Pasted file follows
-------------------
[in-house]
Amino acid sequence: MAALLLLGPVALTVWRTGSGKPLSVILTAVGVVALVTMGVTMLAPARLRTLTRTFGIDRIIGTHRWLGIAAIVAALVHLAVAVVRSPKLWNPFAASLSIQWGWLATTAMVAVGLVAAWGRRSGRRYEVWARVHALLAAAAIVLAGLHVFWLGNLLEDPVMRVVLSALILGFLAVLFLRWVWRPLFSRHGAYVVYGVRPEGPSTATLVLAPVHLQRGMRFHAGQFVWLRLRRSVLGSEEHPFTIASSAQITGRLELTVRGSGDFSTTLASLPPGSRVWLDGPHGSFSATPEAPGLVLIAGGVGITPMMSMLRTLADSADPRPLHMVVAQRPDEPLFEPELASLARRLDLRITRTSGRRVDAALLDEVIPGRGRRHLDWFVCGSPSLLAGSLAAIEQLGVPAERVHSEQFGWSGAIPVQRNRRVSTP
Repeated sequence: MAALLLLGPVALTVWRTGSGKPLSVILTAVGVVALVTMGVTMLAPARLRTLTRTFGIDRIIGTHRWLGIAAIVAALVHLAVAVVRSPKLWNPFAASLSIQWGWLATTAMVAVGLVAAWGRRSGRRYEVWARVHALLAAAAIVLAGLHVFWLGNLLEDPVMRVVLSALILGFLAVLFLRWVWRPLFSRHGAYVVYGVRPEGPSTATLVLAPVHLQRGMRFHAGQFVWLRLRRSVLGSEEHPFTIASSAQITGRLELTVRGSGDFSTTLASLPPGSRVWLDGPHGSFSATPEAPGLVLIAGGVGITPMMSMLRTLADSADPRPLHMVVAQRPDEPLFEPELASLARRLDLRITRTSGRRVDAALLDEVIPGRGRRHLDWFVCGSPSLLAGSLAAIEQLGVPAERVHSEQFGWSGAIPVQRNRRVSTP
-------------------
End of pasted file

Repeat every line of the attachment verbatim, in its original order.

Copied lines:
[in-house]
Amino acid sequence: MAALLLLGPVALTVWRTGSGKPLSVILTAVGVVALVTMGVTMLAPARLRTLTRTFGIDRIIGTHRWLGIAAIVAALVHLAVAVVRSPKLWNPFAASLSIQWGWLATTAMVAVGLVAAWGRRSGRRYEVWARVHALLAAAAIVLAGLHVFWLGNLLEDPVMRVVLSALILGFLAVLFLRWVWRPLFSRHGAYVVYGVRPEGPSTATLVLAPVHLQRGMRFHAGQFVWLRLRRSVLGSEEHPFTIASSAQITGRLELTVRGSGDFSTTLASLPPGSRVWLDGPHGSFSATPEAPGLVLIAGGVGITPMMSMLRTLADSADPRPLHMVVAQRPDEPLFEPELASLARRLDLRITRTSGRRVDAALLDEVIPGRGRRHLDWFVCGSPSLLAGSLAAIEQLGVPAERVHSEQFGWSGAIPVQRNRRVSTP
Repeated sequence: MAALLLLGPVALTVWRTGSGKPLSVILTAVGVVALVTMGVTMLAPARLRTLTRTFGIDRIIGTHRWLGIAAIVAALVHLAVAVVRSPKLWNPFAASLSIQWGWLATTAMVAVGLVAAWGRRSGRRYEVWARVHALLAAAAIVLAGLHVFWLGNLLEDPVMRVVLSALILGFLAVLFLRWVWRPLFSRHGAYVVYGVRPEGPSTATLVLAPVHLQRGMRFHAGQFVWLRLRRSVLGSEEHPFTIASSAQITGRLELTVRGSGDFSTTLASLPPGSRVWLDGPHGSFSATPEAPGLVLIAGGVGITPMMSMLRTLADSADPRPLHMVVAQRPDEPLFEPELASLARRLDLRITRTSGRRVDAALLDEVIPGRGRRHLDWFVCGSPSLLAGSLAAIEQLGVPAERVHSEQFGWSGAIPVQRNRRVSTP